In China, there is evidence that NFTs are filling the vacuum created by Beijing’s crackdown on cryptocurrencies, which has seen the entire crypto mining sector driven abroad and numerous crypto firms scale down their operations or close entirely. An intense push by celebrities, sports teams, artists and traditional investors is also driving the growth of the NFT market.
That growth appears to be benefiting Ethereum holders, as NFTs are typically held on the Ethereum blockchain. Since the network’s London upgrade went live just a week ago, the new burn mechanism of Ethereum Improvement Proposal 1559 has been getting a workout, with 27,000 Ether destroyed and removed from the overall supply, driving up the token’s value due to its increased scarcity.
According to data from Ultrasound.money, trading volumes on NFT platforms are responsible for most of the burning of Ether so far, with OpenSea leading in the top 10 among Ethereum protocols, followed by NFT marketplace Axie Infinity at No. 3, Vox at No. 6, Space Poggers at No. 7 and COVIDPunks at No. 8.
Since the London upgrade, Ethereum’s price has surged more than 30% to around US$3,220, and, at the current burn rate, around 3 million Ether will have been removed by the end of the year, which bodes well for the cryptocurrency’s value and status as a deflationary asset.
2. Tether’s anchor assets
By the numbers: Tether — over 5,000% increase in Google search volume.
Tether Holdings, issuer of USDT, the world’s biggest stablecoin, has released a report by an auditor showing that Tether tokens are fully backed by the company’s reserves. Moore Cayman’s bean counters reviewed Tether’s quarterly consolidated reserve reports and found that it had met its reporting requirements for the first quarter of the current fiscal year.
- According to the report, Tether’s total assets stood at more than US$62 billion, as of June 30, up from around US$41 billion in March, when its previous attestation report was published.
- Tether first published a breakdown of its reserves in May, indicating that 75.85% consisted of cash and cash equivalents, short-term deposits and commercial paper. The latest report shows that Tether has cut its commercial paper holdings from 65.39% of its cash equivalent assets to 57.72%.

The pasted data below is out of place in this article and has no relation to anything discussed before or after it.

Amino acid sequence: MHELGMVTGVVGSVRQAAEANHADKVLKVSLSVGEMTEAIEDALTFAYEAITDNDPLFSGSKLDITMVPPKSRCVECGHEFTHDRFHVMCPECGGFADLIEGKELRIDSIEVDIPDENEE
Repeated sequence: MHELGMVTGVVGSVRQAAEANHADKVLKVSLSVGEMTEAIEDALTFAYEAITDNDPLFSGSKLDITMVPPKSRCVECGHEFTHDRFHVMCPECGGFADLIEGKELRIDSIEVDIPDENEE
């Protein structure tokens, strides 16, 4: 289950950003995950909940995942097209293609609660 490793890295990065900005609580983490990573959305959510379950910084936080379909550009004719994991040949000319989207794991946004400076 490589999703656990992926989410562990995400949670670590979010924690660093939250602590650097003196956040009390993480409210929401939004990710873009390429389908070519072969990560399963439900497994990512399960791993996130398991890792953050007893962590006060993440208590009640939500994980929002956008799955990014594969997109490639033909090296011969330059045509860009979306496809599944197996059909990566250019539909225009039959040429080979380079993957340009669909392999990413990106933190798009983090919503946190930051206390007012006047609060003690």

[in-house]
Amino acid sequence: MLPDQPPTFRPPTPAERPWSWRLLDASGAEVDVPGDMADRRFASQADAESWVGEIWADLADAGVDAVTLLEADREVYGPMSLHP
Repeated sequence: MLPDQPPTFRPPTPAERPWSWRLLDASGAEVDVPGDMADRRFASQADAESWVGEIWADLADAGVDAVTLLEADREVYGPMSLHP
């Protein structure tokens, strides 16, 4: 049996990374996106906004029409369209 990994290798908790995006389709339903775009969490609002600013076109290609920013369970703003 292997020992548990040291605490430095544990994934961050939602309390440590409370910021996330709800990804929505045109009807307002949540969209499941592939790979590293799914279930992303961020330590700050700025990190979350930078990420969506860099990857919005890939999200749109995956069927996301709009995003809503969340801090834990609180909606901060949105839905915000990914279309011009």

- The new report also indicates that Tether’s cash reserves of roughly US$6.3 billion have increased as a share of its cash equivalents from 3.87% to 11.77%, around 10% of its total assets.
- Tether continues to publish quarterly consolidated reserve reports as part of its US$18.5 million settlement with the New York State Attorney General this year. The company is banned from operating in New York State and is currently being investigated by the U.S. Department of Justice, according to a Bloomberg report that Tether dismissed.
- Although Tether remains the world’s biggest stablecoin, it has lost much market share to rival USD Coin this year, and its total supply has flattened since May, according to Coinmetrics.
Forkast.Insights | What does it mean?
With Circle’s USD Coin eyeing the top spot in the stablecoin space, and as members of the Federal Reserve toy with the idea that a stablecoin could be used in lieu of a central bank digital currency to leapfrog China’s digital yuan, Tether’s issuer may be more motivated than ever to clean house before minting any new coins.
USD Coin has historically scored points against Tether for good governance, thanks to its practice of issuing periodic attestation reports disclosing the value of its issuer’s investments — a practice Tether adopted after reaching its settlement in New York.
After a less-than-impressive reveal of its reserves back in May of this year, Tether’s latest attestation report is garnering praise in the cryptocurrency community for being far more comprehensive and informative. Although the company has been under pressure for some time to come clean about the reserves backing the Tether coin — which trades at 1:1 parity with the U.S. dollar — the transparency of the latest attestation report is likely an attempt to claw back market share as USD Coin gains ground in terms of supply, trading volume and regulatory oversight.